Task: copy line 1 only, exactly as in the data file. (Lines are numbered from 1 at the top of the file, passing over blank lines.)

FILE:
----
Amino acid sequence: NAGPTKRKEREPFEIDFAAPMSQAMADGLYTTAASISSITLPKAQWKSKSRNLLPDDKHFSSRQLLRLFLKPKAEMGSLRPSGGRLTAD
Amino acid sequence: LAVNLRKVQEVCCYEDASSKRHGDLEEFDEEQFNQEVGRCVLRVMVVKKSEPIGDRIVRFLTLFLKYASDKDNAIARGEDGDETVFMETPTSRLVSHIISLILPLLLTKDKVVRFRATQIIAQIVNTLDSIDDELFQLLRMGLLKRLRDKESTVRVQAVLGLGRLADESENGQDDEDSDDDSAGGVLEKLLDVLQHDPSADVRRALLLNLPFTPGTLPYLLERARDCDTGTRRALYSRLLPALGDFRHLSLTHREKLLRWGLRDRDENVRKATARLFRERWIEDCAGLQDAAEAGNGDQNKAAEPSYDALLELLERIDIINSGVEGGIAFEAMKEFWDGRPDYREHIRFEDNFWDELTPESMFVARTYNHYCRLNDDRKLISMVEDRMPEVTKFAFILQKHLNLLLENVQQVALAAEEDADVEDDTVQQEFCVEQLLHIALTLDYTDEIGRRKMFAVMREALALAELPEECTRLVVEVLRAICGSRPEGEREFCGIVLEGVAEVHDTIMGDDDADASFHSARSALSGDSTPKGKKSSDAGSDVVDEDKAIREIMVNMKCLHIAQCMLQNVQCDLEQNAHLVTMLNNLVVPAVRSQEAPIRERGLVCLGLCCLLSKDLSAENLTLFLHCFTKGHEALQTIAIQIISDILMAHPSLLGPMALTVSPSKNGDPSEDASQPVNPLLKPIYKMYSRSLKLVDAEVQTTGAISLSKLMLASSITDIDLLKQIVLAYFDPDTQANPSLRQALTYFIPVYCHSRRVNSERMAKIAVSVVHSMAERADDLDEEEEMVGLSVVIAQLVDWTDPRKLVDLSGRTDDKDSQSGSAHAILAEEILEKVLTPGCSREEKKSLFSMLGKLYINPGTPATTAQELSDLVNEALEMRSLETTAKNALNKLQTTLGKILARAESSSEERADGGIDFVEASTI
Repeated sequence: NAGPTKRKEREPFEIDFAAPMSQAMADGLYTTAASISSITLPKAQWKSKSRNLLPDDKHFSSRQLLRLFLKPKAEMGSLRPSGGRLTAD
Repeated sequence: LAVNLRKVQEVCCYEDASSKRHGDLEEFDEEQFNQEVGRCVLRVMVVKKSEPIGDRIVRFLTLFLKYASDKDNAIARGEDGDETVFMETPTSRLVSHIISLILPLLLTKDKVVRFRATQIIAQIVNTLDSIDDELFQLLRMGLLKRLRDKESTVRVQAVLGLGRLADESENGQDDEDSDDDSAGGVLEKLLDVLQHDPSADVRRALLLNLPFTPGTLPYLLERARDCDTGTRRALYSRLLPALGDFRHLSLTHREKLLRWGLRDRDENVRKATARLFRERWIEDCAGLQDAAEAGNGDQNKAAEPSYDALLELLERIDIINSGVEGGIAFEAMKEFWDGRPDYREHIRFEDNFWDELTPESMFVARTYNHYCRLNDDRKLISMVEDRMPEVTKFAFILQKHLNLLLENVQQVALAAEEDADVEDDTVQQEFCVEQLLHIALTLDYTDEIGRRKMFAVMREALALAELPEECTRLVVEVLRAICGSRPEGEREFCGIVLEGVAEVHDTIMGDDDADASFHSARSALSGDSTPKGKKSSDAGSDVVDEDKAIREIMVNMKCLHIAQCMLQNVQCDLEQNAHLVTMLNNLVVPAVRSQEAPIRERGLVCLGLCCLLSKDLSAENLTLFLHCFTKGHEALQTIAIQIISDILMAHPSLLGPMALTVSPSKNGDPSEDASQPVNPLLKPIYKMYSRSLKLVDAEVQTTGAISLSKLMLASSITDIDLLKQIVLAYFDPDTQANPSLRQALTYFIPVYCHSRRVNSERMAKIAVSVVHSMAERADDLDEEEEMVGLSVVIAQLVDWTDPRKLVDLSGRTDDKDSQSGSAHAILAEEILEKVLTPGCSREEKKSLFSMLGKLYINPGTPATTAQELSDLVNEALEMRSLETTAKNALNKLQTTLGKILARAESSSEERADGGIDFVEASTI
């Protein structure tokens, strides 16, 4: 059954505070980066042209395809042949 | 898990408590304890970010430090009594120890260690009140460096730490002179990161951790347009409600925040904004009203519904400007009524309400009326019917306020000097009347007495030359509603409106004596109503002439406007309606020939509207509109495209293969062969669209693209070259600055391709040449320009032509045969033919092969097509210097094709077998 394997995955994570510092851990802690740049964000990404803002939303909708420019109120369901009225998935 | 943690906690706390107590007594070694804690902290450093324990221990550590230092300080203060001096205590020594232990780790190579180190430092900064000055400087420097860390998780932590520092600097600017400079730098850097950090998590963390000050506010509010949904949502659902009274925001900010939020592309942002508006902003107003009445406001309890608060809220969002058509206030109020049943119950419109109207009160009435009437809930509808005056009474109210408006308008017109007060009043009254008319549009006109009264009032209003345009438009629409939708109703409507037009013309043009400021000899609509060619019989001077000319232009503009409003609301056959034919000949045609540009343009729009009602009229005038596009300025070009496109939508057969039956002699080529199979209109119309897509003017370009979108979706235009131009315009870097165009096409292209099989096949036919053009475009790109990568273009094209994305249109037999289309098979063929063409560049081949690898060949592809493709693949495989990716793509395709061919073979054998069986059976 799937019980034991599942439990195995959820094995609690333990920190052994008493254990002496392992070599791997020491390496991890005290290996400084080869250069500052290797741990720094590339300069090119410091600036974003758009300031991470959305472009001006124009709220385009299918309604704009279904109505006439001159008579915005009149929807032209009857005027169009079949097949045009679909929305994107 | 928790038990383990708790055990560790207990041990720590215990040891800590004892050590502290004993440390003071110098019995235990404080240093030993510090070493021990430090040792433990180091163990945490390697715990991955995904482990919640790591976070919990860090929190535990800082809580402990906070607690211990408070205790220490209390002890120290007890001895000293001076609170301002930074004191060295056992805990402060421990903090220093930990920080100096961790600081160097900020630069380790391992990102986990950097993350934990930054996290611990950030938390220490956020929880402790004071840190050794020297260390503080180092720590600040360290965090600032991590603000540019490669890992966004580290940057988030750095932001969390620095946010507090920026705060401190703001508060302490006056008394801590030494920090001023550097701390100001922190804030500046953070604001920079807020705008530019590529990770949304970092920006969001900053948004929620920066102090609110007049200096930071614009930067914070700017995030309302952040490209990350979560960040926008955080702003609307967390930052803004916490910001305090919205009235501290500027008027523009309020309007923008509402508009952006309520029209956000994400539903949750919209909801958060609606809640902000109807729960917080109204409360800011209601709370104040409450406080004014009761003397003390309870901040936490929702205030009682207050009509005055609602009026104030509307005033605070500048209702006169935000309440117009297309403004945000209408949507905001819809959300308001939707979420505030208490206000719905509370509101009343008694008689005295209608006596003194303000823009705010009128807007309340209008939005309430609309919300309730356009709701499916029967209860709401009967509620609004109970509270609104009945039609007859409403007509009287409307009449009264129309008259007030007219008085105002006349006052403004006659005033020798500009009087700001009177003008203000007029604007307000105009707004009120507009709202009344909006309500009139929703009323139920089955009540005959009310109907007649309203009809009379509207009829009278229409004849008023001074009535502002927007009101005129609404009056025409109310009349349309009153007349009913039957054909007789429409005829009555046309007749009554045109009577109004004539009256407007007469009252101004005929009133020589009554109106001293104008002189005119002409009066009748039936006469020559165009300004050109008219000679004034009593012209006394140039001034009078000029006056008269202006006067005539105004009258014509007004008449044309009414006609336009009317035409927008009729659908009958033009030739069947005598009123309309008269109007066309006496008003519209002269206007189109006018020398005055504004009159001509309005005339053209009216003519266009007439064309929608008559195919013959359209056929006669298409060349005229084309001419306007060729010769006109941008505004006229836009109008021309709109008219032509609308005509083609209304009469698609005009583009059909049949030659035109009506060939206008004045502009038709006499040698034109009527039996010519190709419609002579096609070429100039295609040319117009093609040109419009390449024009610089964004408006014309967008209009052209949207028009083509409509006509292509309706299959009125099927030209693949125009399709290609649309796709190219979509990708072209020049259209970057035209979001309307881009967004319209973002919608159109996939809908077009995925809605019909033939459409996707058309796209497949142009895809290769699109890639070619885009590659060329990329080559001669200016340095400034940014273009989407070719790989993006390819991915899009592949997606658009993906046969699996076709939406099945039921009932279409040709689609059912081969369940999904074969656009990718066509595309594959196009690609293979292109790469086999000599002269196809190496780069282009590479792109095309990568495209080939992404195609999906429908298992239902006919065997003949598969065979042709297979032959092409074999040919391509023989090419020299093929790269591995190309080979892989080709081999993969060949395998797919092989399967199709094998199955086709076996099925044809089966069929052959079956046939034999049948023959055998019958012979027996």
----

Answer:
Amino acid sequence: NAGPTKRKEREPFEIDFAAPMSQAMADGLYTTAASISSITLPKAQWKSKSRNLLPDDKHFSSRQLLRLFLKPKAEMGSLRPSGGRLTAD